Journalist George Packer’s new book, The Unwinding: An Inner History of the New America, has been compared to the U.S.A. Trilogy, the novels in which John Dos Passos used experimental techniques to capture the state of our union in the early 20th century. Except that The Unwinding is nonfiction.
To quote the publisher:
American democracy is beset by a sense of crisis. Seismic shifts during a single generation have created a country of winners and losers, allowing unprecedented freedom while rending the social contract, driving the political system to the verge of breakdown … (Packer) journeys through the lives of several Americans, (interweaving) these intimate stories with biographical sketches of the era’s leading public figures … and collages made from newspaper headlines, advertising slogans, and song lyrics….The Unwinding portrays a superpower in danger of coming apart at the seams, its elites no longer elite, its institutions no longer working, its ordinary people left to improvise their own schemes for success and salvation.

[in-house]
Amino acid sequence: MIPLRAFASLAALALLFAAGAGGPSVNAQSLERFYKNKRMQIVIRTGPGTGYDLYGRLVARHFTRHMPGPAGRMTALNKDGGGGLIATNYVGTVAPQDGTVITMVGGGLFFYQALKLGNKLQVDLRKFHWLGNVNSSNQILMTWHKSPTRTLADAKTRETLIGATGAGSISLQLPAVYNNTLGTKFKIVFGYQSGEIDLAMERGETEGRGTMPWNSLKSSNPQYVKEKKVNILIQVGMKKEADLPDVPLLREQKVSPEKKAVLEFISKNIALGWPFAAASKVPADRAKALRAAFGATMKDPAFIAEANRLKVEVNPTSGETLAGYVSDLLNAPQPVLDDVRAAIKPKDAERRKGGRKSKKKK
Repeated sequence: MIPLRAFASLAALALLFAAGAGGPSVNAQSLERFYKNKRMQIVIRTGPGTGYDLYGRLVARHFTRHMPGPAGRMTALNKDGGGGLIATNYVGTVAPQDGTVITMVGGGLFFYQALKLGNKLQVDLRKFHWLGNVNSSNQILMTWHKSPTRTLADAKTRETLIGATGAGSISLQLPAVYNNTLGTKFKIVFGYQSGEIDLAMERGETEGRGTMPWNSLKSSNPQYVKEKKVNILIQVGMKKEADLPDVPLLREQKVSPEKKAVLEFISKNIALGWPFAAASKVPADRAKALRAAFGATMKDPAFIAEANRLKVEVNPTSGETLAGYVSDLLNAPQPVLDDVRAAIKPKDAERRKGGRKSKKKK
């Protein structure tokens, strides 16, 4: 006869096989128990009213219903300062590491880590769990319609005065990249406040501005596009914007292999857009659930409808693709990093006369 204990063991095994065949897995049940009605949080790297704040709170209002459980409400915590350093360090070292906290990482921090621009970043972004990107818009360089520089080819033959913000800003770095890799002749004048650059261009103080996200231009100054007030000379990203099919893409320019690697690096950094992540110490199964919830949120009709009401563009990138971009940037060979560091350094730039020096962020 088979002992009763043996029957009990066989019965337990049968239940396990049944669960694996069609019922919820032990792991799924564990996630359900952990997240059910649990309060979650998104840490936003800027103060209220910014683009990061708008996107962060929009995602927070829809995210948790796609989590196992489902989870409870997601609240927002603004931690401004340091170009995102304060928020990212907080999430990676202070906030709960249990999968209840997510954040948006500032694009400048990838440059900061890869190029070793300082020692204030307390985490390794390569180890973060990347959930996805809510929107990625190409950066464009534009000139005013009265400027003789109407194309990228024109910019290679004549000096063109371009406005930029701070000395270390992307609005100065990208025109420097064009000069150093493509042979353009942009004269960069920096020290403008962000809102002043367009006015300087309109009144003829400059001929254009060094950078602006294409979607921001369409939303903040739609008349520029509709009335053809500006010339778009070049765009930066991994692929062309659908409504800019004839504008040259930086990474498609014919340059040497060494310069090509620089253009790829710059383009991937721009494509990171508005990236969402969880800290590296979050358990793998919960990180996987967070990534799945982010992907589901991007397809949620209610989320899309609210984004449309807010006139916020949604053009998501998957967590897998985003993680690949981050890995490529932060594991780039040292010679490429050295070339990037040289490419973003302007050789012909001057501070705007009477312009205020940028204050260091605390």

Packer summarizes his view of the past 30 years in the newspaper column below: “Decline and Fall: How American Society Unravelled”. He doesn’t meet Marx’s challenge in these few paragraphs to change the world (not merely understand it): such as explaining how to get more people to vote intelligently, how to overcome the power of money in our democracy, how to avoid a race to the economic bottom in a global economy. But maybe more of us need to clearly understand what’s happened before we can do something about it.
(Or should we simply get out of the way, relying on our children and their children to do what needs to be done? Like the man said: “Your old road is rapidly agin’, please get out of the new one if you can’t lend your hand, for the times they are a-changin’ .”)
When we talk about America’s decline, it’s tempting to wonder if the situation is as bad as it seems. Packer’s book and the column below are honorable attempts to counter that temptation.